The genesis of the current conflict goes back to 2014. Pärn was re-elected by the EKA’s council (this takes place every five years) to continue to teach and oversee the animation department. However, Pärn refused unless he was given a raise and Olga a full time job. A compromise was reached. Pärn would get a raise and Olga would be a part-time assistant professor, but Ülo Pikkov would take over as head of the department and, because the school was uncertain about their future budgets, the contract would only be for two years, not five. This was an ideal situation. Pärn would retire at the end of the five-year period and Pikkov would lead the school going forward.

Fast forward to May 2016. With Pärn’s contract schedule to end in September 2016, the Council of the Academy of the Arts holds an election to vote on the professor of animation. Pärn is the only candidate. Only 5 of 21 vote in support of him. Pärn’s day as head of the department is over (Pärn also refused a follow-up offer from EKA to become emeritus professor).

Now, this is about where I came into the story. Having known Pärn for 20 years, I know that he can be a stubborn and single-minded person. I cannot imagine him, for example, going to faculty meetings and being a rah-rah type (and we’ll come back to this later). Regardless, he’s always excelled at teaching and has helped nurture many outstanding animators. That so many students were outraged by the school’s decision and took immediate action to stop it is a testament to Priit and Olga’s impact as teachers.

So just how in hell does one of the most famous animators in the world get booted from his country’s only animation school?

Well, that’s where we get into the Rashomon effect (where multiple recollections of the same event contain conflicting information).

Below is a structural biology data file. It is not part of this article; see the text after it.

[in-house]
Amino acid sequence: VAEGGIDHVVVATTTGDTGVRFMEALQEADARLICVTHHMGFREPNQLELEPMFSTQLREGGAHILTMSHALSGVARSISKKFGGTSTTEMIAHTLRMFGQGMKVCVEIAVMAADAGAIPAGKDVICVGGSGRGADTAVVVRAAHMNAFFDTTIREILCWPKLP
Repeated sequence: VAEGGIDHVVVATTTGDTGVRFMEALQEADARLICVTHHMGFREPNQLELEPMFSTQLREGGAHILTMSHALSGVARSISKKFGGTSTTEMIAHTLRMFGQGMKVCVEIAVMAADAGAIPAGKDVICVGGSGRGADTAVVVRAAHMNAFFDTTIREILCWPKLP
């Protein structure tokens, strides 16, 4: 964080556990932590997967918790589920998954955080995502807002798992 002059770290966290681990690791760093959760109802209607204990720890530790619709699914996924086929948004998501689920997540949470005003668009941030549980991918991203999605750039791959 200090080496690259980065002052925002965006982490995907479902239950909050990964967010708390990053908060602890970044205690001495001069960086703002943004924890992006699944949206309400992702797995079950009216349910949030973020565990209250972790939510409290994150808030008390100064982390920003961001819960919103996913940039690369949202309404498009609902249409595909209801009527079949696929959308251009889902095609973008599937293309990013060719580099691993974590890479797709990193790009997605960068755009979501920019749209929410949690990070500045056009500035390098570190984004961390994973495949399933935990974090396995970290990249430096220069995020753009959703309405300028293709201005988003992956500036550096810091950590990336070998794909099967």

First, there’s the issue of the contract. In both an email to me and in an article from the Estonian daily, Postimees, it’s clear that while Pärn had a contract for only two years, he also believed that no election would take place for the standard five years.

However, a new European Law came into effect on January 1, 2015 that changed things so that all contracts could be without terms. This meant that the EKA was free—but not obliged—to have new elections whenever they desired. What upsets Pärn is that he feels the EKA were well aware of the impending new law but chose not to inform him.

Clearly, the EKA wanted Pärn out.

What they perhaps didn’t count on was the loud, angry voices of the students who were also heard by the international animation community. In the last couple of weeks, letters have been written, meetings held, appeals made, and movements started (yes, a “Je Suis Pärn” group has been started). Estonian media jumped on the story and Pärn took full advantage, blasting the school’s bigwigs left and right for what he called deceptive and unethical behavior.